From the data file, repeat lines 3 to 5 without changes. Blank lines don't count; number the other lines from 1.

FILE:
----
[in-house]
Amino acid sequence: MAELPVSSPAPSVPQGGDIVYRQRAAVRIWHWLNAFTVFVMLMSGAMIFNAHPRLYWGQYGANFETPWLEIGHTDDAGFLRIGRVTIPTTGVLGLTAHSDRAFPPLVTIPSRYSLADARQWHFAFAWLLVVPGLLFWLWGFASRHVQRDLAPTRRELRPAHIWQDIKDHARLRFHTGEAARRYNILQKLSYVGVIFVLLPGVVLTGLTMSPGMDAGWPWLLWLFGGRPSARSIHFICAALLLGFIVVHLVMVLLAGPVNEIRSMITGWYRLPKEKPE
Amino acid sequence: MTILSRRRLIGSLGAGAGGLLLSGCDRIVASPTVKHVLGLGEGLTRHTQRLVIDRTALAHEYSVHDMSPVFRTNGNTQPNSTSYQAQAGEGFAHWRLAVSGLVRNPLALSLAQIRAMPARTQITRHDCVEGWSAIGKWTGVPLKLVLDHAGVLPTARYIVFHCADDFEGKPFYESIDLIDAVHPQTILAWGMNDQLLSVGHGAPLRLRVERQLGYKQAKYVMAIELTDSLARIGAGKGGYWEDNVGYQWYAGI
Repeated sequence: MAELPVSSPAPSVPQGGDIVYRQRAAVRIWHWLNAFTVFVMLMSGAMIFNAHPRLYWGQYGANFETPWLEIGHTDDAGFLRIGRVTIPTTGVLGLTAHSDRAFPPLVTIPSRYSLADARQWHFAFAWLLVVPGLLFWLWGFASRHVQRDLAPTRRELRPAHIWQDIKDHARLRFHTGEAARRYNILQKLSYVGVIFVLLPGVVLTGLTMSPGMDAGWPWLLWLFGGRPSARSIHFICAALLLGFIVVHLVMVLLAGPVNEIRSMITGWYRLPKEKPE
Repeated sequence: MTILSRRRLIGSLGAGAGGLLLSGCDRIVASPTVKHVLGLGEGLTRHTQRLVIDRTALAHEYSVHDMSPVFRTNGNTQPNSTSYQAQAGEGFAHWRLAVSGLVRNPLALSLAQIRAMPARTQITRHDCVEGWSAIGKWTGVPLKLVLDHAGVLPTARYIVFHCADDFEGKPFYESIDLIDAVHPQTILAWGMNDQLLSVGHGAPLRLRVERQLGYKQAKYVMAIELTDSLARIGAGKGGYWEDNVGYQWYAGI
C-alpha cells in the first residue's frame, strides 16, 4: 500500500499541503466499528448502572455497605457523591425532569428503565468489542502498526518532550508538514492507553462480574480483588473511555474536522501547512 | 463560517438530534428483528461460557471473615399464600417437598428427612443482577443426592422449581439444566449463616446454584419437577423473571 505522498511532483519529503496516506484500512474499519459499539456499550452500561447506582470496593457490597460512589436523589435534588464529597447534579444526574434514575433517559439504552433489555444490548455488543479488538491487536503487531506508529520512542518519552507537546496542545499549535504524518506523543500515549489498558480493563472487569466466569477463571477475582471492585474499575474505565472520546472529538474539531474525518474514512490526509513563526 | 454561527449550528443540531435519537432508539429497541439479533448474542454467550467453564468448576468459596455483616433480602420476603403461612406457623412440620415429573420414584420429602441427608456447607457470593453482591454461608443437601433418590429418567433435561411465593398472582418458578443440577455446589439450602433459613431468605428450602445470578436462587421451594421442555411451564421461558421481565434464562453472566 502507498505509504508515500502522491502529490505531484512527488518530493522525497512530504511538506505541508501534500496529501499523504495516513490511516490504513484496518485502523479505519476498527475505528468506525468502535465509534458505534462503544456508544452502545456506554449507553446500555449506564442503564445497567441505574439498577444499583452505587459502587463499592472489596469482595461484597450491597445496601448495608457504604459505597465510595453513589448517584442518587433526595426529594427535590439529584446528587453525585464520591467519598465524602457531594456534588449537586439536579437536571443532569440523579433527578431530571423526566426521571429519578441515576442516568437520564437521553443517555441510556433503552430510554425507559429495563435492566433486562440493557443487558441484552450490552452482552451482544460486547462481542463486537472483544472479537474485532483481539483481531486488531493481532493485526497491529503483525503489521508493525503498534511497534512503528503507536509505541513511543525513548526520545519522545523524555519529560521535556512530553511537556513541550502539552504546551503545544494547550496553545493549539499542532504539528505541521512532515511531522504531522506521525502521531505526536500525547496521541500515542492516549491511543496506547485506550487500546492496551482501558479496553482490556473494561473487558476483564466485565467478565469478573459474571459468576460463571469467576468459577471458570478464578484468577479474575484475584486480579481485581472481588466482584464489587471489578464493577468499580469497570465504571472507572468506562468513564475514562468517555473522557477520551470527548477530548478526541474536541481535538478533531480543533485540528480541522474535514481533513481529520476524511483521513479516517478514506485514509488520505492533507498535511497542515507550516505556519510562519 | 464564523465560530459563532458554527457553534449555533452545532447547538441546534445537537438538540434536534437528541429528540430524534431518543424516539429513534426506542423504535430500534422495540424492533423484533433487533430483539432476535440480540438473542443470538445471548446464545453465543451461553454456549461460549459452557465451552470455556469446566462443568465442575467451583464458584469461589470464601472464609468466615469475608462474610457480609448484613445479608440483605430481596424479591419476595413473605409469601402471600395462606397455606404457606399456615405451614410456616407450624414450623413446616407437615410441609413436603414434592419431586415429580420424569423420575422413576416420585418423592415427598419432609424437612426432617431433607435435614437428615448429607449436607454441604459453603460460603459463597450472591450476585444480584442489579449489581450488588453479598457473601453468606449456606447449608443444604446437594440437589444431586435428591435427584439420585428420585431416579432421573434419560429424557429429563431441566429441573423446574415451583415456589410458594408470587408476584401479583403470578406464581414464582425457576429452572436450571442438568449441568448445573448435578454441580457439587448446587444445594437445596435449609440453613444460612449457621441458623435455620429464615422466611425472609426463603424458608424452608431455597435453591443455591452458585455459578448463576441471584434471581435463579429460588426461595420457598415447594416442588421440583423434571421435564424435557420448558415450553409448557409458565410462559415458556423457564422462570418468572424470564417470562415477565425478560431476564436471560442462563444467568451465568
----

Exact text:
Amino acid sequence: MTILSRRRLIGSLGAGAGGLLLSGCDRIVASPTVKHVLGLGEGLTRHTQRLVIDRTALAHEYSVHDMSPVFRTNGNTQPNSTSYQAQAGEGFAHWRLAVSGLVRNPLALSLAQIRAMPARTQITRHDCVEGWSAIGKWTGVPLKLVLDHAGVLPTARYIVFHCADDFEGKPFYESIDLIDAVHPQTILAWGMNDQLLSVGHGAPLRLRVERQLGYKQAKYVMAIELTDSLARIGAGKGGYWEDNVGYQWYAGI
Repeated sequence: MAELPVSSPAPSVPQGGDIVYRQRAAVRIWHWLNAFTVFVMLMSGAMIFNAHPRLYWGQYGANFETPWLEIGHTDDAGFLRIGRVTIPTTGVLGLTAHSDRAFPPLVTIPSRYSLADARQWHFAFAWLLVVPGLLFWLWGFASRHVQRDLAPTRRELRPAHIWQDIKDHARLRFHTGEAARRYNILQKLSYVGVIFVLLPGVVLTGLTMSPGMDAGWPWLLWLFGGRPSARSIHFICAALLLGFIVVHLVMVLLAGPVNEIRSMITGWYRLPKEKPE
Repeated sequence: MTILSRRRLIGSLGAGAGGLLLSGCDRIVASPTVKHVLGLGEGLTRHTQRLVIDRTALAHEYSVHDMSPVFRTNGNTQPNSTSYQAQAGEGFAHWRLAVSGLVRNPLALSLAQIRAMPARTQITRHDCVEGWSAIGKWTGVPLKLVLDHAGVLPTARYIVFHCADDFEGKPFYESIDLIDAVHPQTILAWGMNDQLLSVGHGAPLRLRVERQLGYKQAKYVMAIELTDSLARIGAGKGGYWEDNVGYQWYAGI